16. Dear Sir,

    Have you every thought to yourself, “Where will the powers that be have their children when schools open?” I can guarantee you they will be at home. They will not be placed in a school with 20 to thirty students in a classroom.
    We already know that there are at least 40% of Americans who say that Covid is a Hoax and do not believe they should be made to wear a mask. Which means that those parents will have their child in schools without a mask as well. The blatant disregard for everyones’ safety is disheartening. Why wait until someone has died to pull the plug on this insanity. Before any of our children, educators, soldiers, airmen, sailors or others lose their life, put a stop to this. Vote to teach remotely. Let’s live another decade.

  17. I feel very strongly about DoDEA’s decision to select both a face to face and remote learning options, instead of a remote learning option only for the current School Year. We’ve already witnessed what happens when people gather in groups, don’t wear masks, and don’t practice social distancing.

    As teachers will be on the frontline during face to face learning without testing and PPE it put teachers, students, and staff at great risk every day and that’s a cause for great concern Considering the rapid speed in which the virus spreads.

  18. My home of record is Michigan.
    As a constituent, a DoDEA educator, and supporter of our military families, I believe that the health and safety of everyone in our community needs to be the priority. There are too many risks and too many unknowns with this virus for face to face instruction in our schools, especially when class numbers have not been reduced, social distancing is not feasible, and students are not being required to wear masks at all times. This puts all students and staff at heightened risk of exposure to COVID-19, possibly infecting others at home, some who are at high risk. This would also have detrimental effects on our military. Our schools need to begin the school year with remote learning, which would allow students and teachers to work in a safe environment.

  19. I feel that opening the schools could be detrimental to the mission. Sick children will infect parents who will not be able to work. And imagine this happening in Asia and Europe at the same time. This will compromise entire country. Not to mention are international relationships with her house countries. When we are the one spreading the virus and causing their numbers to rise. It’s already happened in Japan and Korea. Every single building on base requires adults and children to wear masks. However this will be very difficult and in some cases not implemented in the classrooms. How could this even be feasible, and acceptable. nor the building on base is loud to have more than 20 people in a room and we were considering putting 20+ children in each classroom. It’s unbelievable. We need to postpone the opening of school long enough to get our remote learning set up. This will save lives and save the mission. It’s all about the mission. That’s why the DODEA Teachers are here. And we want to remain here to do our job. We want to live, we want to teach our next generation of children. People will die. We know this. Please talk to the other senators in Congress people. Do not stop fighting for what is right. This is about money we know this. But it’s really about the health and safety of the mission. Keep this in mind when you speak to your fellow colleagues. Please for the love of God do it right. God bless America, I pledge allegiance to the flag of the United States of America and to the republic for which it stands one nation under God indivisible with liberty and justice for all. Don’t let a few people make decisions that are going to possibly have Catastrophic consequences. Thank you for your time. I speak for thousands!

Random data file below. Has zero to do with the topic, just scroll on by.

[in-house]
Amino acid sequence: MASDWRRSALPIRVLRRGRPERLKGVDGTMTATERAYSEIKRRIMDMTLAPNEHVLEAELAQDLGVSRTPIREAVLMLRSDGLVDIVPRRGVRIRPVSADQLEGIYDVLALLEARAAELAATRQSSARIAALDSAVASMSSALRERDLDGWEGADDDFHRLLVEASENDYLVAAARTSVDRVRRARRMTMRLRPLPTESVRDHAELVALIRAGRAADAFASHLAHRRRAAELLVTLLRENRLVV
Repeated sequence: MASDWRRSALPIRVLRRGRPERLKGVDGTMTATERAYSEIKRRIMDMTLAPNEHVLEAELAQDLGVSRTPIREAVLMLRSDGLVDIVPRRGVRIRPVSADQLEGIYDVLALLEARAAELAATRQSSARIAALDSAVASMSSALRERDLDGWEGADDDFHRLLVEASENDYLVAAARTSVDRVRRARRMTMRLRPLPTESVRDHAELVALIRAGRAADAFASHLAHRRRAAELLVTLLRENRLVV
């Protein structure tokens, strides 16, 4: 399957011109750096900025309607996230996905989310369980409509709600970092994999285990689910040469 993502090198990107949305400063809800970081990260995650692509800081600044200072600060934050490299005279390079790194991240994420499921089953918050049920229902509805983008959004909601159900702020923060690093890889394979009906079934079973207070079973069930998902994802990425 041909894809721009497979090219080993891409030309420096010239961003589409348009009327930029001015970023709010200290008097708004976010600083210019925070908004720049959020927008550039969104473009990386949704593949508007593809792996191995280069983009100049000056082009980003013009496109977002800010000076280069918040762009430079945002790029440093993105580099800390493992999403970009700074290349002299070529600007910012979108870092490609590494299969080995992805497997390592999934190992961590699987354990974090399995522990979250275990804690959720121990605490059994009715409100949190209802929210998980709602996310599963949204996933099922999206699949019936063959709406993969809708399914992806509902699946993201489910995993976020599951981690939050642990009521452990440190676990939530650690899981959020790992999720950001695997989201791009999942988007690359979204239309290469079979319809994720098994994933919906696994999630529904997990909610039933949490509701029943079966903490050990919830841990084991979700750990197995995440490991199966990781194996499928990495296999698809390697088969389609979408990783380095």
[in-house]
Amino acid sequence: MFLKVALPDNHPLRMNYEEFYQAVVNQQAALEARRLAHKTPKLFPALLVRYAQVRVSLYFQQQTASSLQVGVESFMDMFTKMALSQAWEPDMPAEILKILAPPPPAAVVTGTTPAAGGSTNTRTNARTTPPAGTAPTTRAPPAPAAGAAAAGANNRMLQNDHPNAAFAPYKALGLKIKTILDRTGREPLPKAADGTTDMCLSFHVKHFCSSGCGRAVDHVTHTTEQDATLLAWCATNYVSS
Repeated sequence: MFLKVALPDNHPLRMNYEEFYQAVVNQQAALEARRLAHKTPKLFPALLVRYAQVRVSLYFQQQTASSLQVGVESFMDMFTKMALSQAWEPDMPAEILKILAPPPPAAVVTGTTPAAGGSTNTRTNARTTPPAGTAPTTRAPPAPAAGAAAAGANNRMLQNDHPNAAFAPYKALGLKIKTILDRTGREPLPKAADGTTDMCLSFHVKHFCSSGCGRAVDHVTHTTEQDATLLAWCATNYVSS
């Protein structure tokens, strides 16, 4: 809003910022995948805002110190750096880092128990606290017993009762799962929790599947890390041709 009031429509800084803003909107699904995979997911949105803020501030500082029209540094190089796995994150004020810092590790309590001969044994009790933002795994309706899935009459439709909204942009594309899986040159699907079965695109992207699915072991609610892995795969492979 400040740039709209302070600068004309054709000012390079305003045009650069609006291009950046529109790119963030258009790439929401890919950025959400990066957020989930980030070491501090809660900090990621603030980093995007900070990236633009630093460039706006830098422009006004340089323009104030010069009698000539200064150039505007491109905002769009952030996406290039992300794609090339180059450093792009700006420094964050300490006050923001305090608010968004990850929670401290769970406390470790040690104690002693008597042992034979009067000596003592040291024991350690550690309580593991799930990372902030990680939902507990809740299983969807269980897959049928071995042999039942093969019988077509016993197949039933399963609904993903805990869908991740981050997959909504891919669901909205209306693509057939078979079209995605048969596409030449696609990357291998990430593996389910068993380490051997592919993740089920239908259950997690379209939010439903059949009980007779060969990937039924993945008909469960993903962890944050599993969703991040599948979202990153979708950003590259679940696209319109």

20. Dear State Representative,

    Mounting evidence suggests that small airborne particles called aerosols can linger in stagnant air for hours, helping transmit the virus indoors. Open windows and doors are vital because ventilation counts. HEPA filters should also be used in classrooms and indoor spaces where opening doors or windows is impractical ( student safety). Please reconsider allowing remote learning until a vaccine is available.
    Your educators are eager to return to their schools and see their students, but are concerned about safety—specifically, the availability of Personal Protective Equipment (PPE) and the feasibility of social distancing.
    To reopen and offer in-person instruction five days a week with large student classroom numbers, despite a resurgence of COVID could expose students to COVID-19 at school allowing them to take the virus home and infect their parents; inflicting a devastating impact on our nation’s military readiness. Thank you for understanding.